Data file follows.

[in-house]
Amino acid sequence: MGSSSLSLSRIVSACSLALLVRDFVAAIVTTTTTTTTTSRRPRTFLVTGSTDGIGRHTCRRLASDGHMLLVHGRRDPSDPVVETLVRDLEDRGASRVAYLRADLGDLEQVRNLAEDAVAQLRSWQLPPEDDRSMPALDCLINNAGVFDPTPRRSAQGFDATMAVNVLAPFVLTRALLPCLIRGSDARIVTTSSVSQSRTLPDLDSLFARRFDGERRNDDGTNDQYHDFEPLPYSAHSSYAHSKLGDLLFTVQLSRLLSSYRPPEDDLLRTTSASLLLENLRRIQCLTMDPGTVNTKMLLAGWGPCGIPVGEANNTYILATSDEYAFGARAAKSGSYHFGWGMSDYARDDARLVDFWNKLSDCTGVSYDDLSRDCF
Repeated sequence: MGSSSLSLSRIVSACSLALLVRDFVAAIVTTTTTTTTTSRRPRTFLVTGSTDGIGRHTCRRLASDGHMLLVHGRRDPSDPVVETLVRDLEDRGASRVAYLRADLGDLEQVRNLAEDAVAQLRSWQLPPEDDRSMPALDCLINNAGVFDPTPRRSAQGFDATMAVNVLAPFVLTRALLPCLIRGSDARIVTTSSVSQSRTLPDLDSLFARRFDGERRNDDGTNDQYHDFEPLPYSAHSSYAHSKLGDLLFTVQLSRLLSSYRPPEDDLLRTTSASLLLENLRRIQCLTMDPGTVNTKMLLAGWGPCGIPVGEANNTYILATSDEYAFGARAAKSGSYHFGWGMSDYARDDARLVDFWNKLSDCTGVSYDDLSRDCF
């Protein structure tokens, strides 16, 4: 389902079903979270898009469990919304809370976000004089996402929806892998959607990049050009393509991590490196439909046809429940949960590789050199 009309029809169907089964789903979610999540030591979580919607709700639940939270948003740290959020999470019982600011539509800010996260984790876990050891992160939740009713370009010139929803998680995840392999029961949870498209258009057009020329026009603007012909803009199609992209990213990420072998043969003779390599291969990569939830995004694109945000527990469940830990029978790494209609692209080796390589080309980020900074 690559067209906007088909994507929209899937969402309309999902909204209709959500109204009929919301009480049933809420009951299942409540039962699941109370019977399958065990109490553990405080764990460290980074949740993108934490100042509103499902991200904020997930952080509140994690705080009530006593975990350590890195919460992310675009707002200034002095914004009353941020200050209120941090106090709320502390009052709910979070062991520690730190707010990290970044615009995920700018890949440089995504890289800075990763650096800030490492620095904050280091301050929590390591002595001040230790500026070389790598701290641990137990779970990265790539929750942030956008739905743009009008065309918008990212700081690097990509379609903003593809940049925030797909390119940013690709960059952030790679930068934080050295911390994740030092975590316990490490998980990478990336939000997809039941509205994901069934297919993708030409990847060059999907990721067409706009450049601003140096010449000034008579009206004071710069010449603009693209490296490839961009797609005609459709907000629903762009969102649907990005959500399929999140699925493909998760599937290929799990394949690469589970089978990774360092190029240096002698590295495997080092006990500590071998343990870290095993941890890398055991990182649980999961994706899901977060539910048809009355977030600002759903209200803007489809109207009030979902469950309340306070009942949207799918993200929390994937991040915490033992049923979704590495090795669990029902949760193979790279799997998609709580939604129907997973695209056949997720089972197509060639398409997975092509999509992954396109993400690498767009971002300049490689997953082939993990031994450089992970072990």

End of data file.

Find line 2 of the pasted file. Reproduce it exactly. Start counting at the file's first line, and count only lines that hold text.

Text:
Amino acid sequence: MGSSSLSLSRIVSACSLALLVRDFVAAIVTTTTTTTTTSRRPRTFLVTGSTDGIGRHTCRRLASDGHMLLVHGRRDPSDPVVETLVRDLEDRGASRVAYLRADLGDLEQVRNLAEDAVAQLRSWQLPPEDDRSMPALDCLINNAGVFDPTPRRSAQGFDATMAVNVLAPFVLTRALLPCLIRGSDARIVTTSSVSQSRTLPDLDSLFARRFDGERRNDDGTNDQYHDFEPLPYSAHSSYAHSKLGDLLFTVQLSRLLSSYRPPEDDLLRTTSASLLLENLRRIQCLTMDPGTVNTKMLLAGWGPCGIPVGEANNTYILATSDEYAFGARAAKSGSYHFGWGMSDYARDDARLVDFWNKLSDCTGVSYDDLSRDCF